U.K. Workers Fail 'Cyber IQ' Test

ESET study reveals British workers are dangerously lacking in cyber-awareness.

mobile security

By Duncan Macrae

Most United Kingdom workers are clueless when it comes to cyber-security, according to the results of a cyber-IQ test created by Internet security firm ESET.

Study participants were asked a range of basic to intermediate questions around cyber-crime and security awareness, but most of them were answered incorrectly.


For example, when respondents were asked if it is true that cyber-criminals attack mobile devices in the same way they attack laptops and PCs, 12 percent said 'no' and 46 percent were unsure. When respondents were asked what "vishing" is 35 percent were not sure, while 26 percent thought it was a scam delivered via text message.

Other findings from the study revealed that:

—As many as 87 percent of respondents knew what phishing is.

—23 percent thought that having antivirus software installed meant they were fully protected and could surf the Internet safely.

—Just 29 percent of respondents felt that passwords needed to be complex in order to be effective.

—16 percent thought that if they didn't visit 'dodgy' sites they had no reason to be careful when using the Internet.

—Just five percent of respondents thought that paying a ransomware fine was their only option.

—Only 28 percent of respondents know that IoT stands for Internet of things.

Mark James, security specialist at ESET, said: "Phishing is without a doubt one of the biggest threats to consumers so it is very reassuring to see that the majority are aware of the threat. However, consumers need to understand that antivirus is only part of the solution, they also need to be careful where they click. Cyber-criminals are constantly revolutionizing threats to make them even harder to detect and you can never been 100 percent secure.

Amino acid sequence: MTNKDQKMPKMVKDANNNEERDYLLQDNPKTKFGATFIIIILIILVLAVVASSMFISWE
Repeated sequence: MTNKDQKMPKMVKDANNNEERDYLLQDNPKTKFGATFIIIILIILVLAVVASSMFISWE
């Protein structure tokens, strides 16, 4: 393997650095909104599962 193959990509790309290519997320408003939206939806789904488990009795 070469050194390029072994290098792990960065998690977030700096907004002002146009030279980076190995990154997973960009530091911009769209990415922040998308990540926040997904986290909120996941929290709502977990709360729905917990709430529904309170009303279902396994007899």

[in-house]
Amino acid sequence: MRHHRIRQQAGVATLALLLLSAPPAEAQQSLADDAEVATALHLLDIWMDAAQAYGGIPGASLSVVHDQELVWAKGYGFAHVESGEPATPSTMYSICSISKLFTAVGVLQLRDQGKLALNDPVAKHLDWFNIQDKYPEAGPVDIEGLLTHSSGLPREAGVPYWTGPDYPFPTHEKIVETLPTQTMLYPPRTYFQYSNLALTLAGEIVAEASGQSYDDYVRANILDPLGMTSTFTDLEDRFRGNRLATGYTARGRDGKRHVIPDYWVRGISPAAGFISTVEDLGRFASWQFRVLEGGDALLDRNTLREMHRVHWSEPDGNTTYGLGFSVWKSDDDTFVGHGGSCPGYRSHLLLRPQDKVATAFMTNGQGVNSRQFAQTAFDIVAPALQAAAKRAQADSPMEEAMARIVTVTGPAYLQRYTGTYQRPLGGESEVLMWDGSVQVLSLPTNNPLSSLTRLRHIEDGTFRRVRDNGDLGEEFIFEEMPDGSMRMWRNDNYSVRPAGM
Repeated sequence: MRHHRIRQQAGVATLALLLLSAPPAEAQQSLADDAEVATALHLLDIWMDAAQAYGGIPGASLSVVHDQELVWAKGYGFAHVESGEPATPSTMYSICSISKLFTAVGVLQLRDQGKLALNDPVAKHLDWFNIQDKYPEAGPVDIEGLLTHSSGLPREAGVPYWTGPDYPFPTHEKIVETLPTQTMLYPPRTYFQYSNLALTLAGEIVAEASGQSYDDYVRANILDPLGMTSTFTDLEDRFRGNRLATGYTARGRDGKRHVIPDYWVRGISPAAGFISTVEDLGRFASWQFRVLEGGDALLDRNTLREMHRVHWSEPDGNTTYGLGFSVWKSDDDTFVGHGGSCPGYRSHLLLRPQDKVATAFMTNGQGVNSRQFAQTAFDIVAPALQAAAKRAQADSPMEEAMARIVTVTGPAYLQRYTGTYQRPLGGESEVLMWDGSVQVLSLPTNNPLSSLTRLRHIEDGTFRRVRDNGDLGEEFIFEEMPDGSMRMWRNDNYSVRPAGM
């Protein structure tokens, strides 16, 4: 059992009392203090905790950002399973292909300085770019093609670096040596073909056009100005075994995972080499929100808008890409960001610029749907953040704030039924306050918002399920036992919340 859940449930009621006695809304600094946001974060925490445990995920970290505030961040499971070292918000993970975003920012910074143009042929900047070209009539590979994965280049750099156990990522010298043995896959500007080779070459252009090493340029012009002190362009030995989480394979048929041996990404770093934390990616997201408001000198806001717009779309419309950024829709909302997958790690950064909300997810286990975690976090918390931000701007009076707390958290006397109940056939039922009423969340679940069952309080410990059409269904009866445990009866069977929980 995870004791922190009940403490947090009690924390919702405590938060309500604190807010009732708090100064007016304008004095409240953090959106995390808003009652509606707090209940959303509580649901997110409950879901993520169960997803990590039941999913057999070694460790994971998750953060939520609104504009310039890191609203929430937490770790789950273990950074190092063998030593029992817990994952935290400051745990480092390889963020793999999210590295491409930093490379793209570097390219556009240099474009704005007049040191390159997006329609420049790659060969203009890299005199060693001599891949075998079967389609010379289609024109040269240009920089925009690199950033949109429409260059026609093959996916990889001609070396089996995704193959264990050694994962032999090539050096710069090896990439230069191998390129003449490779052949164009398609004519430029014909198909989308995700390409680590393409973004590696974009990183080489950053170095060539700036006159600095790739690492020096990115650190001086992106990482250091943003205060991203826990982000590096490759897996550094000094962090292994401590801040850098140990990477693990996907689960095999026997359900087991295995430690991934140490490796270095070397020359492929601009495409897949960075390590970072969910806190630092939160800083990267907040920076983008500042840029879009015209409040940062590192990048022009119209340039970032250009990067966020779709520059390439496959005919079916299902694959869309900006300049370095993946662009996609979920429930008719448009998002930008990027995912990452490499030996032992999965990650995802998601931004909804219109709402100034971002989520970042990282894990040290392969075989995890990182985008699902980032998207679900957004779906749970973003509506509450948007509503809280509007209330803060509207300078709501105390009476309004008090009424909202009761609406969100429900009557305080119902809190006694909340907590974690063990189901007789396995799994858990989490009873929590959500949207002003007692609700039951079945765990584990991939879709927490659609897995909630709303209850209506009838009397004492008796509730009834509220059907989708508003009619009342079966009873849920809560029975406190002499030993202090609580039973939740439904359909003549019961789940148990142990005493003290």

"Consumers must also be aware that cyber-criminals target mainstream, popular consumer Websites just as frequently as they do illicit sites. Cyber-crime is a business and hackers know that they have a bigger return on investment hitting sites that have high numbers of visitors.

"Consumers should always treat the Internet with caution and never click on links or visit sites which seem suspicious."

The more difficult questions in the study asked if respondents could identify what a distributed denial of service (DDoS) attack was. However, only 26 percent of respondents were able to answer correctly. In addition to this, when participants were asked which WiFi standard was generally most secure, 70 percent of respondents did not know and only 18 percent chose the correct answer.

James added: "Our study has shown that consumers are still very behind in terms of cyber-awareness and could be putting themselves, and the organizations they work for, at risk. There are many security issues which are more targeted at businesses; however consumers should have a good understanding of the threats that target them.

"Cyber-criminals are constantly looking at ways to exploit mobile devices and consumers should be aware of this. By not having the proper security standard enabled on their router, consumers could be unknowingly opening their home network to threats.

"Vishing is a new phenomenon and people are losing millions of pounds through the scam, this is a particularly nasty threat which consumers should definitely be aware of."

Participants from Wales fared the worst in the survey with 31 percent of respondents thinking IoT stood for Internet of Technology, 20 percent not knowing what phishing is and only 29 percent of respondents realizing that mobiles can be targeted by cyber-criminals in the same way as computers and laptops.